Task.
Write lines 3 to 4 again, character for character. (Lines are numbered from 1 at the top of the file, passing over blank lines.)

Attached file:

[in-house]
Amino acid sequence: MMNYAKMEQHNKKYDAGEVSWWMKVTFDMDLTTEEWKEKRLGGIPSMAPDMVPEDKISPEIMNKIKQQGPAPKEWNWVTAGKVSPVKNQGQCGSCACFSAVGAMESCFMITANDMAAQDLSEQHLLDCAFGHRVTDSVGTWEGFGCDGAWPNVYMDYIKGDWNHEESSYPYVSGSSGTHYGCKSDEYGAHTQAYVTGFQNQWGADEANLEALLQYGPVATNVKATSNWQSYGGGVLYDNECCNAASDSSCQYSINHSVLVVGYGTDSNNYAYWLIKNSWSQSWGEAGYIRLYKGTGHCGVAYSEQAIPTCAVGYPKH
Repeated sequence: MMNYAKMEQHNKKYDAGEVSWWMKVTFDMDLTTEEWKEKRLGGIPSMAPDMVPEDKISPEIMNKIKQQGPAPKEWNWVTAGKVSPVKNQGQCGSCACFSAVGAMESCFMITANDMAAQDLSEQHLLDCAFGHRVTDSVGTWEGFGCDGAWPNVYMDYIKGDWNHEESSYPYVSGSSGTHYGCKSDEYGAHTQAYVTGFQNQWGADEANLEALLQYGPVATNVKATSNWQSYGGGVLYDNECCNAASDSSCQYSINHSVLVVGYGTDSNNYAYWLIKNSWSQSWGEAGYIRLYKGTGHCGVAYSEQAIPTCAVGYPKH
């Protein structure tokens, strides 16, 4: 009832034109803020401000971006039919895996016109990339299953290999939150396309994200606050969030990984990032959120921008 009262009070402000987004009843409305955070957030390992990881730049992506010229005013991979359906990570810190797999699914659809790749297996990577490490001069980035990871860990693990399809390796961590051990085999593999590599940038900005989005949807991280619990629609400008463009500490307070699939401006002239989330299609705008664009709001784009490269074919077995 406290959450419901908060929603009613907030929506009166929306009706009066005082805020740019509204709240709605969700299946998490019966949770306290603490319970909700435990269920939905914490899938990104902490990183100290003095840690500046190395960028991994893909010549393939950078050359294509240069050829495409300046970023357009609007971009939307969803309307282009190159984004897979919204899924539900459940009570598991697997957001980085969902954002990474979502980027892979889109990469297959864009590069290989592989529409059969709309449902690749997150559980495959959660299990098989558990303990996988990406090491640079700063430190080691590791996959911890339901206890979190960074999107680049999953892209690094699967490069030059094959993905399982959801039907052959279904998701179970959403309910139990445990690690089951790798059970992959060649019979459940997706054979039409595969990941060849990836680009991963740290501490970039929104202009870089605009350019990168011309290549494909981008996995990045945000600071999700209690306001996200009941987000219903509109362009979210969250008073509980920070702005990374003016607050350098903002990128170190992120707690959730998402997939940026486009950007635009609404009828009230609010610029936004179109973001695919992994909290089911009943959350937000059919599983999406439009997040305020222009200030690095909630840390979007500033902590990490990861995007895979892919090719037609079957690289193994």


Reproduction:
Repeated sequence: MMNYAKMEQHNKKYDAGEVSWWMKVTFDMDLTTEEWKEKRLGGIPSMAPDMVPEDKISPEIMNKIKQQGPAPKEWNWVTAGKVSPVKNQGQCGSCACFSAVGAMESCFMITANDMAAQDLSEQHLLDCAFGHRVTDSVGTWEGFGCDGAWPNVYMDYIKGDWNHEESSYPYVSGSSGTHYGCKSDEYGAHTQAYVTGFQNQWGADEANLEALLQYGPVATNVKATSNWQSYGGGVLYDNECCNAASDSSCQYSINHSVLVVGYGTDSNNYAYWLIKNSWSQSWGEAGYIRLYKGTGHCGVAYSEQAIPTCAVGYPKH
């Protein structure tokens, strides 16, 4: 009832034109803020401000971006039919895996016109990339299953290999939150396309994200606050969030990984990032959120921008 009262009070402000987004009843409305955070957030390992990881730049992506010229005013991979359906990570810190797999699914659809790749297996990577490490001069980035990871860990693990399809390796961590051990085999593999590599940038900005989005949807991280619990629609400008463009500490307070699939401006002239989330299609705008664009709001784009490269074919077995 406290959450419901908060929603009613907030929506009166929306009706009066005082805020740019509204709240709605969700299946998490019966949770306290603490319970909700435990269920939905914490899938990104902490990183100290003095840690500046190395960028991994893909010549393939950078050359294509240069050829495409300046970023357009609007971009939307969803309307282009190159984004897979919204899924539900459940009570598991697997957001980085969902954002990474979502980027892979889109990469297959864009590069290989592989529409059969709309449902690749997150559980495959959660299990098989558990303990996988990406090491640079700063430190080691590791996959911890339901206890979190960074999107680049999953892209690094699967490069030059094959993905399982959801039907052959279904998701179970959403309910139990445990690690089951790798059970992959060649019979459940997706054979039409595969990941060849990836680009991963740290501490970039929104202009870089605009350019990168011309290549494909981008996995990045945000600071999700209690306001996200009941987000219903509109362009979210969250008073509980920070702005990374003016607050350098903002990128170190992120707690959730998402997939940026486009950007635009609404009828009230609010610029936004179109973001695919992994909290089911009943959350937000059919599983999406439009997040305020222009200030690095909630840390979007500033902590990490990861995007895979892919090719037609079957690289193994």